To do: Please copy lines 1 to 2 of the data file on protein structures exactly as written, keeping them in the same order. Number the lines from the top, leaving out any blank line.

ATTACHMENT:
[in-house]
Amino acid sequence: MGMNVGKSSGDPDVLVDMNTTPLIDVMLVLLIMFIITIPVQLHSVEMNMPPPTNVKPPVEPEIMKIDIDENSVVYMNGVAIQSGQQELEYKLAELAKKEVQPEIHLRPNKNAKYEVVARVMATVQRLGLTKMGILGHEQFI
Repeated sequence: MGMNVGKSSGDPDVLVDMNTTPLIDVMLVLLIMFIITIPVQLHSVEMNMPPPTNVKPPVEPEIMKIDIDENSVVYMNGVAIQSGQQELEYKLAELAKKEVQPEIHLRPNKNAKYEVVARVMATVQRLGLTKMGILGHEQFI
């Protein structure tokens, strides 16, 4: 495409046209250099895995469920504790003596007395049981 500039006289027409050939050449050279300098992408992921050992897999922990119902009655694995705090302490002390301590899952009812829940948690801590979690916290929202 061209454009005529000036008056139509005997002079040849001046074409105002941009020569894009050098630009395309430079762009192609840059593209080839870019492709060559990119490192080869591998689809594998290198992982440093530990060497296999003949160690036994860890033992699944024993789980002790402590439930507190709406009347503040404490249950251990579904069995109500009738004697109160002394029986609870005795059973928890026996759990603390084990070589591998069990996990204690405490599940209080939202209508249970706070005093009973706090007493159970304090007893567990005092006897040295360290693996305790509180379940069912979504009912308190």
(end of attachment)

[in-house]
Amino acid sequence: MGMNVGKSSGDPDVLVDMNTTPLIDVMLVLLIMFIITIPVQLHSVEMNMPPPTNVKPPVEPEIMKIDIDENSVVYMNGVAIQSGQQELEYKLAELAKKEVQPEIHLRPNKNAKYEVVARVMATVQRLGLTKMGILGHEQFI